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MRSA ST398

Since its discovery in 2004, livestock-associated MRSA ST398 has emerged as an increasingly common cause of human infections in Northern Europe and a prevalent colonizer of livestock and farm workers in the U.S. and around the world.

Here we propose to sequence the genomes ST398 isolates from five strategically curated strain repositories from food-animals, farmers, veterinarians, and community members. The isolates include:

1) those from serious invasive infections as well as benign colonization to elucidate the virulence factors that facilitate invasive infections;

2) isolates from all of the major commodity food-animal species to reveal if ST398 is truly a generalist or if specific sublineages preferentially colonize certain species;

3) isolates dating back to origin of the ST398 epidemic to facilitate molecular clock analyses and estimation of when the major species jumps took place;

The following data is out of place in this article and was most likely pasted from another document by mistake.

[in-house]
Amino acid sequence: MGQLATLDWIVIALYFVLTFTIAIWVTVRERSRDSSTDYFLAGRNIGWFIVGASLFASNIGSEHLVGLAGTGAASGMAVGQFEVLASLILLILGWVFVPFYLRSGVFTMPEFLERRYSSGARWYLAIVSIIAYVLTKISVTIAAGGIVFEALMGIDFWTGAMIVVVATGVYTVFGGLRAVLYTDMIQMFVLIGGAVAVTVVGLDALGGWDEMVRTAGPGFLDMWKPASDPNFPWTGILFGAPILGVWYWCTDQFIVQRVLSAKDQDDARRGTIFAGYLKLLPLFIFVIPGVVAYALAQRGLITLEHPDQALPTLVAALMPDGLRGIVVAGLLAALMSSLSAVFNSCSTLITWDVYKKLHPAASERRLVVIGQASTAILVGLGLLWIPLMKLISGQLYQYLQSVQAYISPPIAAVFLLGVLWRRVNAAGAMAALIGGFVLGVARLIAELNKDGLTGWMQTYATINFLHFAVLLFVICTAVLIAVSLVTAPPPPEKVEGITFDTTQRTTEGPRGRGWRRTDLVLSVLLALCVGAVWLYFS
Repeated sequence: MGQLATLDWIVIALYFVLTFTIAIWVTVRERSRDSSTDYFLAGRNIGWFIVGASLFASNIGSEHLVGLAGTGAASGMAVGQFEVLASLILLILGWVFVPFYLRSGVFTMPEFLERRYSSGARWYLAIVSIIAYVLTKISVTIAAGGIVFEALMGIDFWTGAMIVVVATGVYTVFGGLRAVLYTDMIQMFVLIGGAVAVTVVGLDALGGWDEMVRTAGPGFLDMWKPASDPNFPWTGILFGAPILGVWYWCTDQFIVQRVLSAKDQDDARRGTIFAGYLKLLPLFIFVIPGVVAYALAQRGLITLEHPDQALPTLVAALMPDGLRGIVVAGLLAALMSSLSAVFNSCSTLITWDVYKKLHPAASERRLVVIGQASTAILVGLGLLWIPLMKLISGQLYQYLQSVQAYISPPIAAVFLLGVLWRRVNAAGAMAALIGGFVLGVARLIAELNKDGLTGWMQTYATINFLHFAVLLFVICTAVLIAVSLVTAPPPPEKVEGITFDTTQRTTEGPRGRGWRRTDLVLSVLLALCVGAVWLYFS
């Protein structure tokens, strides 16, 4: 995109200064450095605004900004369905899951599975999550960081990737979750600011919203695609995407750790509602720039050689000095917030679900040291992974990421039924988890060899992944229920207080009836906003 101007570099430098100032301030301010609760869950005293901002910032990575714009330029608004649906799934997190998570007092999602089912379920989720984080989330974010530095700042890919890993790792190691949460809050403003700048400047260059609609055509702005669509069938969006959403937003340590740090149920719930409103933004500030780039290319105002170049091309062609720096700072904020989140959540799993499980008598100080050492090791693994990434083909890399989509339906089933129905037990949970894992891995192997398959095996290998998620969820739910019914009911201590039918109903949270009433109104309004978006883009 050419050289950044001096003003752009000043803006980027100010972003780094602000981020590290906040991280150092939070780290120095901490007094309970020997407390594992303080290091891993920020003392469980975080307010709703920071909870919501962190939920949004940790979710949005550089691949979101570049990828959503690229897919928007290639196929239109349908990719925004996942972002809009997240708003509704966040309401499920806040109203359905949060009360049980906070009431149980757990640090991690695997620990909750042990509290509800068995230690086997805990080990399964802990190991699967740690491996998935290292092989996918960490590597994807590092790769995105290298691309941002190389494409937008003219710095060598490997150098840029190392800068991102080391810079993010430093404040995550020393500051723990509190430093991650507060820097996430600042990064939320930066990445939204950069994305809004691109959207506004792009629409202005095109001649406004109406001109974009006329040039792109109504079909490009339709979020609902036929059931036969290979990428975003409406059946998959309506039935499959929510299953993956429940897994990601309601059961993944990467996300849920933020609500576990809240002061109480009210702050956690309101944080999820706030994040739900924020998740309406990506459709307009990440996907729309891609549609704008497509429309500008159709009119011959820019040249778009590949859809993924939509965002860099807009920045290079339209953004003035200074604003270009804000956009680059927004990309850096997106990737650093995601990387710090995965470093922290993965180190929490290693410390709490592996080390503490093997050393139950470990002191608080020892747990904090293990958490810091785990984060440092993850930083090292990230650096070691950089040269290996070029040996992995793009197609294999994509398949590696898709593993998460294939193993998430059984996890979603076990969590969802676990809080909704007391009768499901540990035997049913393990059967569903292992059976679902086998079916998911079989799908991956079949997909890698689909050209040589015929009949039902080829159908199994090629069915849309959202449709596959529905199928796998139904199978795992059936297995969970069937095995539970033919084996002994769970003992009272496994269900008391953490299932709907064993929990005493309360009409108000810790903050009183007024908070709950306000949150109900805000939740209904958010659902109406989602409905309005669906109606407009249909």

4) isolates from humans with no known livestock exposure that will reveal if ST398 is shifting from a primarily livestock-associated lineage to one that is also established in the community and capable of human-to-human transmission;

5) isolates from diverse geographic locations that will enable us to trace the geographic origins of the ST398 epidemic and dissemination of strains through trade routes.

This project will also examine whether the increasing prevalence strains bearing phage-associated immune evasion complex is due to multiple phage re-infection events versus clonal expansion of a competitive, well adapted strain.

Project Data can also be found at NCBI